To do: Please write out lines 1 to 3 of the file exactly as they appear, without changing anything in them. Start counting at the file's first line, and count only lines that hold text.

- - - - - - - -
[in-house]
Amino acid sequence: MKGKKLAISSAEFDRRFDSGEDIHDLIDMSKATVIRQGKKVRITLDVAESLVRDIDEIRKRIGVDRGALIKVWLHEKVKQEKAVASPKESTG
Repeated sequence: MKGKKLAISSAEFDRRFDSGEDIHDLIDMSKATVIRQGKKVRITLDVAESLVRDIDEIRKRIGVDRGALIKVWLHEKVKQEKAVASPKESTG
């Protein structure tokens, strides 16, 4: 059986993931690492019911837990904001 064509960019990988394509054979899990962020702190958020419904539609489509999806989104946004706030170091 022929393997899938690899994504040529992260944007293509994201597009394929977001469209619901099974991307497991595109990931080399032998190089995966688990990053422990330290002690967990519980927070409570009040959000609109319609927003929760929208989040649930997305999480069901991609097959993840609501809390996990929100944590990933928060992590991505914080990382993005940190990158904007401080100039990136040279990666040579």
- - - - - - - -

[in-house]
Amino acid sequence: MKGKKLAISSAEFDRRFDSGEDIHDLIDMSKATVIRQGKKVRITLDVAESLVRDIDEIRKRIGVDRGALIKVWLHEKVKQEKAVASPKESTG
Repeated sequence: MKGKKLAISSAEFDRRFDSGEDIHDLIDMSKATVIRQGKKVRITLDVAESLVRDIDEIRKRIGVDRGALIKVWLHEKVKQEKAVASPKESTG